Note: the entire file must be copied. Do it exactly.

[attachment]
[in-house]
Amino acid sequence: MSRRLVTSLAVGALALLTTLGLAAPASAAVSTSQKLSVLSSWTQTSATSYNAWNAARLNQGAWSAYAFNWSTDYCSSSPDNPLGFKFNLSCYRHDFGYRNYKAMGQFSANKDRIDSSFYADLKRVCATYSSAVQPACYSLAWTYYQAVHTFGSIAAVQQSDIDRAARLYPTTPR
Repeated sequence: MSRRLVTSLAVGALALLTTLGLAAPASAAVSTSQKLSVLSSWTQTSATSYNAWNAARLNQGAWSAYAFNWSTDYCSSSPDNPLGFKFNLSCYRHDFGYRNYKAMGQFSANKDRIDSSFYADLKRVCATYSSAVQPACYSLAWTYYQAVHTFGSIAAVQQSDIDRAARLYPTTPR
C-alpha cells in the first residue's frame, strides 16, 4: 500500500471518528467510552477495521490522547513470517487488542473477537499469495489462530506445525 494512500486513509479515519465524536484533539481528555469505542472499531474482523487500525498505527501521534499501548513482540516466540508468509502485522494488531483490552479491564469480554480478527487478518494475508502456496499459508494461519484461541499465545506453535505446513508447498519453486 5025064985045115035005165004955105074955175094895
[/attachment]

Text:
[in-house]
Amino acid sequence: MSRRLVTSLAVGALALLTTLGLAAPASAAVSTSQKLSVLSSWTQTSATSYNAWNAARLNQGAWSAYAFNWSTDYCSSSPDNPLGFKFNLSCYRHDFGYRNYKAMGQFSANKDRIDSSFYADLKRVCATYSSAVQPACYSLAWTYYQAVHTFGSIAAVQQSDIDRAARLYPTTPR
Repeated sequence: MSRRLVTSLAVGALALLTTLGLAAPASAAVSTSQKLSVLSSWTQTSATSYNAWNAARLNQGAWSAYAFNWSTDYCSSSPDNPLGFKFNLSCYRHDFGYRNYKAMGQFSANKDRIDSSFYADLKRVCATYSSAVQPACYSLAWTYYQAVHTFGSIAAVQQSDIDRAARLYPTTPR
C-alpha cells in the first residue's frame, strides 16, 4: 500500500471518528467510552477495521490522547513470517487488542473477537499469495489462530506445525 494512500486513509479515519465524536484533539481528555469505542472499531474482523487500525498505527501521534499501548513482540516466540508468509502485522494488531483490552479491564469480554480478527487478518494475508502456496499459508494461519484461541499465545506453535505446513508447498519453486 5025064985045115035005165004955105074955175094895